An interesting day as we began our process in earnest:
One of the hallmark moments of a General Conference is the Episcopal Address. One bishop is selected by the Council of Bishops to address the General Conference and world in a pastoral tone. Bishop Gregory Palmer preached a word that was hopeful, inspiring, truth-telling, and convicting. He reminded us of our prior sins, including our complicity a “Mutually Assured Destruction” model of decision making–something I have thought of as “fighting over the ash heap”. He reminded us that the world needs hope, that the church deserves better & God deserves better. You can watch the full address here: https://www.facebook.com/umcgeneralconference/videos/1274865645874998/
It was one of those sermons you didn’t want to end–partially because you wanted him to keep on talking and partially because soon would come the call to change. I pray we change.
The first act of the body was to debate Rule 44 (the alternative discernment process). See infograph below (thanks Jeremy)
The interesting part was not whether Rule 44 would be sent to the Rules Committee. The interesting part was the procedural parliamentary tricks that went on. The motion was tabled (a way to put away a motion because no one wants to talk about it). There’s one problem: in Europe and parts of Africa, tabling means to begin conversation not ending conversation. So the tabling motion was reversed. There were more parliamentary maneuvers, more points of order, and the hearing of amendments. The Rules Committee will report back Thursday morning.
The first thing committees did today was not elect officers. They spent a little over an hour talking about their context, impediments to fulfilling the Great Commission, and what is it that excites and frets about a globally-structured church. What a great idea! I’m sure some were bored and wanted to get to business. To pray together, listen together, and discuss a matter than will require no vote was a wonderful way to begin. Folks got to hear where people were coming from. They might have even been brave enough to be vulnerable with one another.
I’m sitting in on the Financial Administration Committee. This is what I will be staring at for most of the next week.
Here’s my view:
This committee will work on our budget, on matters related to our Pensions Program (including divestment petitions from companies profiting from the occupation in the West Bank as well as companies profiting from fossil fuels). Activities today were to only elect each committee’s officers–a chair, a vice-chair, a secretary, and any subcommittee chairs if they are needed. A couple of interesting things happened in Financial Administration. First, the committee inadvertently elected someone who was not actually on the committee. There had been a discrepancy between the preliminary and final committee rosters. So they had to elect a vice-chair twice. Also, there was a request early on that paper ballots be counted open and in a public fashion so that members could see how votes were tallied as each ballot was read and counted. There was an assumption that this was a global norm (something I’ve never seen in any voting I’ve been a part of). They got done early, elected 6 people who were all qualified folk with prior experience in this committee.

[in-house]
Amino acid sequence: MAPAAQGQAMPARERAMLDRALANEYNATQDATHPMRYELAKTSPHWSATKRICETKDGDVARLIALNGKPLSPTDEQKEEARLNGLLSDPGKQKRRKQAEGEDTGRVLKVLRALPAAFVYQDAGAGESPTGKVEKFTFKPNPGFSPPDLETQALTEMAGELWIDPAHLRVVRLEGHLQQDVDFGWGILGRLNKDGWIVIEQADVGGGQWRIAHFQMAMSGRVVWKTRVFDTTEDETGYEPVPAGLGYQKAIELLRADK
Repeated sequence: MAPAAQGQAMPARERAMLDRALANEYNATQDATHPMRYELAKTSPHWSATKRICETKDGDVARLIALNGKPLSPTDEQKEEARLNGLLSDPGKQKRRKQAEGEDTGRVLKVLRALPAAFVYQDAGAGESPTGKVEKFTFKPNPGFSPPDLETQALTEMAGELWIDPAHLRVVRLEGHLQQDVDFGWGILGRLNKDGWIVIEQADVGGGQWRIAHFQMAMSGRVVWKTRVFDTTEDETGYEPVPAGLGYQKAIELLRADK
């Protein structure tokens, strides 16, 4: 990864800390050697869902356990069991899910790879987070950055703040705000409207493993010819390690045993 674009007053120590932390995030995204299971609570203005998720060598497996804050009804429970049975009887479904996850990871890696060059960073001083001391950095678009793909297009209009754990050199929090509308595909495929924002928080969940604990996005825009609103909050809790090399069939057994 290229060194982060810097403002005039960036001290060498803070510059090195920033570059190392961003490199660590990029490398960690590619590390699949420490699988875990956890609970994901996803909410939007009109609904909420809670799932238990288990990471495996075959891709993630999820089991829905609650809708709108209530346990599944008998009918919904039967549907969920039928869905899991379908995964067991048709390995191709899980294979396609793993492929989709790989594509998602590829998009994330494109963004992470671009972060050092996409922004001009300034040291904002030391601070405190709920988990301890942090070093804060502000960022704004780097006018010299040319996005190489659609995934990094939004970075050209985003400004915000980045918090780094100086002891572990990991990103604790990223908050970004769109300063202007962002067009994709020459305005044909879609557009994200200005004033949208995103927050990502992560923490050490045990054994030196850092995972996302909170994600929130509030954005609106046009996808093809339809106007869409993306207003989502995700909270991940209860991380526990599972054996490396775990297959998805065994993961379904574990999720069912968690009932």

I have been spending much time and thought processing what I’m seeing and hearing. I’m not at a place of final, definite answer but I keep coming back to a place where it seems as if folks do not trust each other. On the one hand, how can we. There’s so many new faces and new stories. That said, we share a common faith tradition and we can trust that which has been passed onto us. Even still, we’ve spent more time than necessary arguing points of order and points of information. The moments of celebration are few and far between. Maybe we ought to watch Bishop Palmer’s address each morning before arriving at the Convention Center.
Here’s my question: do we trust God to work through this General Conference and the individuals constituting each delegation? If not, then we’ll continue status quo and not much will change. Caucus groups will cheer small victories that seem like big wins for their donor base while the rest are left feeling something less than satisfied. Folks will have to settle for a United Methodist Church that is something less than what God would imagine for it. I do believe most here want to work towards this and are doing so within their current constructs. Still, it’s going to take some God-inspired imagination to change.
I implore my colleagues to continue to assume everyone operates with sincere intentions, that we maintain high standards for respectful dialogue & activity, including that we continue to listen fully before we speak, and that we see our work in the midst of the grand sweep that is God’s activity in the world. We’re never left to our own devices. The Spirit still abides. The Spirit still moves. Thanks be to God.
Vital Signs Important Numbers:
- Steps Walked: 7,800
- Meals at Food Trucks: 1
- Refills of my water bottle (Thanks Candler): countless.